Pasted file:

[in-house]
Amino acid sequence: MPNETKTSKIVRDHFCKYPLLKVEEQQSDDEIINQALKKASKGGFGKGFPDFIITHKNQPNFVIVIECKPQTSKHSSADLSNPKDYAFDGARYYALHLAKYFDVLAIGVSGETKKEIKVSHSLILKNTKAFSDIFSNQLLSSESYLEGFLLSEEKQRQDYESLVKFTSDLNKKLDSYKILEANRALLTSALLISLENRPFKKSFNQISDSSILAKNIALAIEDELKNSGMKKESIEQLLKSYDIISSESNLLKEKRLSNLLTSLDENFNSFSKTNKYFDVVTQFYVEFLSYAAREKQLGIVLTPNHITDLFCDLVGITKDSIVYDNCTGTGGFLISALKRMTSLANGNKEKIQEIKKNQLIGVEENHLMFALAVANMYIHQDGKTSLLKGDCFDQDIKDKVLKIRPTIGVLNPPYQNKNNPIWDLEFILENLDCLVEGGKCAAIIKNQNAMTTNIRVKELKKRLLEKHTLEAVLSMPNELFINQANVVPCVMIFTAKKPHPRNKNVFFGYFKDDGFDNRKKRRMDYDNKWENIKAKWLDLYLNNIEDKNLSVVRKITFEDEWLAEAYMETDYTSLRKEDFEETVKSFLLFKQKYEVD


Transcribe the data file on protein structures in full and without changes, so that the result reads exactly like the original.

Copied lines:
[in-house]
Amino acid sequence: MPNETKTSKIVRDHFCKYPLLKVEEQQSDDEIINQALKKASKGGFGKGFPDFIITHKNQPNFVIVIECKPQTSKHSSADLSNPKDYAFDGARYYALHLAKYFDVLAIGVSGETKKEIKVSHSLILKNTKAFSDIFSNQLLSSESYLEGFLLSEEKQRQDYESLVKFTSDLNKKLDSYKILEANRALLTSALLISLENRPFKKSFNQISDSSILAKNIALAIEDELKNSGMKKESIEQLLKSYDIISSESNLLKEKRLSNLLTSLDENFNSFSKTNKYFDVVTQFYVEFLSYAAREKQLGIVLTPNHITDLFCDLVGITKDSIVYDNCTGTGGFLISALKRMTSLANGNKEKIQEIKKNQLIGVEENHLMFALAVANMYIHQDGKTSLLKGDCFDQDIKDKVLKIRPTIGVLNPPYQNKNNPIWDLEFILENLDCLVEGGKCAAIIKNQNAMTTNIRVKELKKRLLEKHTLEAVLSMPNELFINQANVVPCVMIFTAKKPHPRNKNVFFGYFKDDGFDNRKKRRMDYDNKWENIKAKWLDLYLNNIEDKNLSVVRKITFEDEWLAEAYMETDYTSLRKEDFEETVKSFLLFKQKYEVD